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Foothill College English Professor Scott Lankford

Scott Lankford, Ph.D.
Professor of English

Language Arts Division
     English
     (650) 949-7540 voicemail
     lankfordscott@foothill.edu
     http://foothill.edu/la/staff.php?s=1&rec_id=460

Foothill campus
Office: 6015
Office Hours:
Office Location 6015
Tuesday 1:30 - 2:30
Thursday 1:30 - 2:30
Friday 10:00-10:50
and by appointment

Comments:
In collaboration with Stanford's EPIC initiative (Education Partnership to Internationalize the Curriculum) I'm piloting a Climate Change across the Curriculum program at Foothill College for Winter 2016.

Read and comment on my Daily EPICCC Blog at
Teaching Climate-Change-Across-the-Curriculum

View or Join our Facebook Group at
Foothill College Climate Changers Facebook Group

Schedule:
ENGL1C Honors Tues/Thurs 8:00-9:50 Friday 9:00-9:50 room 5613
ENGL1A Honors Tues/Thurs 10:00-11:50 Friday 11:00-11:50 room 4310
ENGL1B Honors Tues/Thurs/Fri 12:00-1:25 in room 6405

Course information:
ENGL1A Honors Syllabus and Essay Prompts for Winter Qtr 2016
E1AH_Syllabus_W2016.docx
E1AH_Essay_Prompts_Win2016.docx

ENGL1B Honors Syllabus and Essay Prompts for Winter Qtr 2016
E1BH_Syllabus_Win2016.docx
E1BH_Essay_Prompts_Win2016.docx

ENGL1C Honors Syllabus and Essay Prompts for Winter Qtr 2016
E1CH_Syllabus_W2016.docx
E1CH_Essay_Prompts_Win2016.docx

Top Ten Tips: A Student Survival Kit for Winter Qtr 2016
A_TopTenTips_Desktop_Master_Copy.docx

Friday Essay Tests Rules and Formats
Test_Rules_and_Formats.docx

Top Ten Tips for Ravenous Reading
Ravenous_Reading.docx

Top Ten Tips for Taking Timed Tests
Taking_Timed_Tests.docx

Sample Tests
Sample_In-Class_Essay_Tests.docx

Honors Project Possibilities
Honors_Projects_Possibilities.docx

Rough Draft Workshop Guidelines
Rough_Draft_Workshop_Guidelines.docx

Power Punctuation--Dashes
Power_Punctuation_--__Dashes.doc

Power Punctuation--Dashes (NEW)
PowerPunctuationDashes.doc

Climate Change Speakers Series Lineup for Feb 2016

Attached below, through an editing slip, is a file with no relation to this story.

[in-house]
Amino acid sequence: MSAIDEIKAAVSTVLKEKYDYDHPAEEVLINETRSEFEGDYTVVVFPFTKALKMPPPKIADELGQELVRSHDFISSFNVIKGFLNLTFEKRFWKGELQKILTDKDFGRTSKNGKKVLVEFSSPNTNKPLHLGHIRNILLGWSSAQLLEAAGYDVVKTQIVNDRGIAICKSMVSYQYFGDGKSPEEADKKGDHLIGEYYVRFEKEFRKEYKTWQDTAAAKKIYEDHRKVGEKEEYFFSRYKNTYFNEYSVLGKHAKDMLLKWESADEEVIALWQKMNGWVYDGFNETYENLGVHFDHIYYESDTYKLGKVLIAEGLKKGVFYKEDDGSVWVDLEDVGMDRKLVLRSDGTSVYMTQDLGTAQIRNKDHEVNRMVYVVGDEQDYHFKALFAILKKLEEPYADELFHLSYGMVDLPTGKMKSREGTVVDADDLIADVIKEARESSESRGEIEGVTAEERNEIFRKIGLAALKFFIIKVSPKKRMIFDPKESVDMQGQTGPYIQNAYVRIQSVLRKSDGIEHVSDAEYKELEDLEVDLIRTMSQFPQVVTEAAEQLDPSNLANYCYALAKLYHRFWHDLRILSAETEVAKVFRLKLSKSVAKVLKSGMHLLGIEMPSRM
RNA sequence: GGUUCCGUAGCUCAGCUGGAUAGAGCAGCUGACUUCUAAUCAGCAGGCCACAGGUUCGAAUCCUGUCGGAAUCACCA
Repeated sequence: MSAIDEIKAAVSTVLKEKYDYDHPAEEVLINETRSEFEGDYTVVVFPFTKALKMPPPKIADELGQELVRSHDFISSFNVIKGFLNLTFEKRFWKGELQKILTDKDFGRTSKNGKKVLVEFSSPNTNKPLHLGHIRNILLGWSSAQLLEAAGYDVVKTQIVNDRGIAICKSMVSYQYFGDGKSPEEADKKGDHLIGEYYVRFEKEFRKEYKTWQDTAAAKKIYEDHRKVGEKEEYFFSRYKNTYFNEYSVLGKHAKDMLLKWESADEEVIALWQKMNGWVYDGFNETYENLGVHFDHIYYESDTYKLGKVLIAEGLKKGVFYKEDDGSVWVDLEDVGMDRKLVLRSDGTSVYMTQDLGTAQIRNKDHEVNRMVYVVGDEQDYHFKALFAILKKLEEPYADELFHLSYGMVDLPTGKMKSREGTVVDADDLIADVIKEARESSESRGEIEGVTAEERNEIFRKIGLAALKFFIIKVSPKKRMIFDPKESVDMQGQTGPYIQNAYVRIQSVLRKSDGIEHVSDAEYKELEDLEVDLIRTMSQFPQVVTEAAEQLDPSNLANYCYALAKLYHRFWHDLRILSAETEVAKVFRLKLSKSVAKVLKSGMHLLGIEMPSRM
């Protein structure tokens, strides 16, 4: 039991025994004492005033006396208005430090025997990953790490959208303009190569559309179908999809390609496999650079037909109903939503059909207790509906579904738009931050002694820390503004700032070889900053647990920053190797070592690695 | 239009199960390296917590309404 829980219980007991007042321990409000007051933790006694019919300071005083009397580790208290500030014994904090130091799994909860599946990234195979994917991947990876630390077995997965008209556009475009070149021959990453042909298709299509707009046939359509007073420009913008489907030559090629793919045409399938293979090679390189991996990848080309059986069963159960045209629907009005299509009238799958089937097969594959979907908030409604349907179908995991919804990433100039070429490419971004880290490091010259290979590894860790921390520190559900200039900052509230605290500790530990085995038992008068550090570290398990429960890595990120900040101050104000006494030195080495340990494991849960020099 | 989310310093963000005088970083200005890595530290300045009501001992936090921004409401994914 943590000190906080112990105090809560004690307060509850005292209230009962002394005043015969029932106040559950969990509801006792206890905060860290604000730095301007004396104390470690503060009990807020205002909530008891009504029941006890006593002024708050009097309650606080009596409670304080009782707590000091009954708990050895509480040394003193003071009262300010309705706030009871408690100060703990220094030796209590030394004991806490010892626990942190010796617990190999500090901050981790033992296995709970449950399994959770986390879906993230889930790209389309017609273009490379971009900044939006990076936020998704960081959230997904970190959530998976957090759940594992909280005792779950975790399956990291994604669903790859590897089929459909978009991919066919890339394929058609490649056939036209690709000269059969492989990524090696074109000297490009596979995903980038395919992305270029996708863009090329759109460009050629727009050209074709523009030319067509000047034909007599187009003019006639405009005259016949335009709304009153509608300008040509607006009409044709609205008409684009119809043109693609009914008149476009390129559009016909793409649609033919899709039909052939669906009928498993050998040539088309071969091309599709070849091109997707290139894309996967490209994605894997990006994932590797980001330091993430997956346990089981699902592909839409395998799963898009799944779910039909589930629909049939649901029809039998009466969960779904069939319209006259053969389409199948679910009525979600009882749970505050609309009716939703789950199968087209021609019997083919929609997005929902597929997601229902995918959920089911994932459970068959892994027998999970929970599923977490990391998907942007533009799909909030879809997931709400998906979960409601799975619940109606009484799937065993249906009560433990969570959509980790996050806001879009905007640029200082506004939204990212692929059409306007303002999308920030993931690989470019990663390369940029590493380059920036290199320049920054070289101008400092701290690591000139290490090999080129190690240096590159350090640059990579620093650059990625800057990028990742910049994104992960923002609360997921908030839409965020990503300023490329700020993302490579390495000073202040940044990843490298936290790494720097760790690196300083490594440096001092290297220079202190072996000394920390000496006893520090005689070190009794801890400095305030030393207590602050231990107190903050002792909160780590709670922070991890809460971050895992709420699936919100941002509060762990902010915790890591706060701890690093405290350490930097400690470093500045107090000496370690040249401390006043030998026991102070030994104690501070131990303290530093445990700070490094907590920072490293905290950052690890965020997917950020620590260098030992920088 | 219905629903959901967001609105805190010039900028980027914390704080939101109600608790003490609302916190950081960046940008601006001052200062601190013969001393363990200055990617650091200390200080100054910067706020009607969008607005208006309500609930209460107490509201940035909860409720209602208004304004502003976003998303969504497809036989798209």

Climate_Change_Speakers_Series.docx

Native Activist Rochelle Diver Lecture for Feb 4 2016
Rochelle_Diver_Lecture_Feb_4_2016.docx

Gary Whyte Cimate Leader Lecture for Feb 9 2016
Climate_Leader_Lecture_Feb_9_2016.docx

Greg Sarris Lecture for Feb 16 2016 Sarris_Lecture_Tues_Feb_16_2016.docx

Andrew Lam Lecture for Feb 25 2016_Andrew_Lam_Lecture_Feb_25_2016.docx

Interests:
My interests include telemark turns; trad climbs; cozy cafes; bookstores; one thousand kinds of tea; ecology; philosophy; literature; going to the gym; Tibetan yoga; surfing, snorkeling, and body boarding; guitar; trekking; Zen and Bhodi Chitta Buddhism; plus adventure travel to anywhere and everywhere on earth (including Mexico, Costa Rica, Thailand, Indonesia, Laos, Malaysia, China, Hong Kong, Vietnam, Cambodia, Burma, Brunei, the Phillipines, Taiwan, Singapore, Nepal, Colorado, Washington DC, NYC, Costa Rica, Turkey, the Netherlands, Germany, Austria, France, Spain, Switzerland, the UK, Australia, Russia, and Italy).

Biography:
Born in Denver, I graduated from Manual High School -- an inner-city public school with a majority African American enrollment -- and still by far the best school I ever attended.

Growing up in Colorado, my hobbies were guitar, telemark skiing, and wilderness mountaineering. My first teaching experience came as a wilderness skiing and rock-climbing instructor in Alaska, Africa, and the Rockies. In 1985 I was a member of the American Mount Everest West Ridge Expedition (you can read all about it in my teammate Ed Webster's classic book Snow in the Kingdom: My Storm Years on Everest or another teammate's book, Robert Anderson's To Everest via Antarctica). Prior to entering grad school at Stanford, I even had a brief career as a singer/songwriter, working as a warm-up act for nationally-famous performers such as Don McLean and Harry Chapin on the New England college circuit. In fact, writing songs was what first got me interested in studying poetry!

I joined the Foothill faculty in 1989 and served as Dean of Language Arts from 1994-1997. In 1991 I became the co-founder of Foothill's award-winning Cultural Diversity Center, the Foothill Gay and Lesbian Employees and Friends Association, and the Foothill student Gay/Straight Alliance. In addition to courses in College Writing, I have taught Creative Writing, Poetry, American Literature, Lesbian/Gay Literature and a variety of special-topic Honors Seminars ranging from "Lake Tahoe's Literary History" to "Contributions of Islamic Cultures to American History," to "Blogging as an Emerging Genre."